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Re: strtonum(3) from OpenBSD?

On Jun 24, 2009, at 4:07 PM, Manuel Bouyer wrote:

On Wed, Jun 24, 2009 at 11:14:43PM +0200, Marc Balmer wrote:

Am 24.06.2009 um 21:42 schrieb Manuel Bouyer:

On Wed, Jun 24, 2009 at 09:00:53PM +0200, Marc Balmer wrote:
I'd have phrased it differently, but I agree with Thor -- this is a
API.  Nor have I seen sufficient evidence that it's widely used in
software we might want to import.

I am eager to learn why it is bad.

I think Thor explained it quite well. And yes, I did look at the man

he did not.  he completely failed to back his strong words...

I don't think so, I agree with his arguments.

There isn't even proper matching between the possible errno and the
possible errstr values in the man page ...
We could change it so that errstr points to strerror(errno) but then
there isn't much point in returning errstr at all.

I think all the criticism circulates around this error string... but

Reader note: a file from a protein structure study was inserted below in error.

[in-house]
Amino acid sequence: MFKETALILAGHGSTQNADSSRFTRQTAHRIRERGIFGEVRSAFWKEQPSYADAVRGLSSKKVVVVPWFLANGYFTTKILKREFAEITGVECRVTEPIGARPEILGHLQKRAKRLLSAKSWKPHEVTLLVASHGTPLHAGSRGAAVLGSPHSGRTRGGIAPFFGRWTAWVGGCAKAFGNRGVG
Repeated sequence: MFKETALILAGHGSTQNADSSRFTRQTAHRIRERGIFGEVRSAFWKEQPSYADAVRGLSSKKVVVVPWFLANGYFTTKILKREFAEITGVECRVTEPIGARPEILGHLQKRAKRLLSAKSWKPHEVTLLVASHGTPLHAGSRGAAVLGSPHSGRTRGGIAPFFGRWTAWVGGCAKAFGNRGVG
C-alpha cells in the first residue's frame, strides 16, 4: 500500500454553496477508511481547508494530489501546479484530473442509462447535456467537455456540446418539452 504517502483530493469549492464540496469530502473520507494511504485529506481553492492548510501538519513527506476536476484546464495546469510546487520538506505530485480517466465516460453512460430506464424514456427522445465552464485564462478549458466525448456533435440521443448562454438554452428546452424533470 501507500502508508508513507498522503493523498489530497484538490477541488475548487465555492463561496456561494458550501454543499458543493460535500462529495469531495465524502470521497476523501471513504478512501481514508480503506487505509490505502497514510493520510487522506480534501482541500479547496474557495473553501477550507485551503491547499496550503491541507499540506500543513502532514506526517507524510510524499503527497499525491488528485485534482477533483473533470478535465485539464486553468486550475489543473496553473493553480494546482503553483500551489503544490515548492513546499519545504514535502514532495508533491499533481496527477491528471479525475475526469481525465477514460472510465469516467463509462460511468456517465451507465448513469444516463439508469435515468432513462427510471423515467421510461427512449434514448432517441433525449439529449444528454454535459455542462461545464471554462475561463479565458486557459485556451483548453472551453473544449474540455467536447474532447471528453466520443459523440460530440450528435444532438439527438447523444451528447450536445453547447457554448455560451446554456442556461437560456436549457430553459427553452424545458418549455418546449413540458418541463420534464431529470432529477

then this
is what the implementors did. it is not wrong. If you don't want the
string, pass NULL

And they you don't know if something bad occured or not.

This is the part I don't understand. The common idiom for functions which return a status which is then reflected in errno is to return:

0 - success
-1 - failure

Then it's documented that "specific values for failure are in errno". This has been a common API design for a *long* time and works well, Where-as I cannot think of another design which returns hard coded string values as some error indication (except for strerror which is there for that entire purpose).

Look at it this way...If the error is in errno, what value does the string have? Zero basically since any modern program can't use it. You can't just print it back to a user (it's non localizable) and since errno gives you the same information there's no reason to use it to figure out the error condition either. So it's superfluous at best and likely confusing for the common case.

Good API's are simple, not the kitchen sink variety where there are N knobs to enable/disable different error reporting mechanisms.


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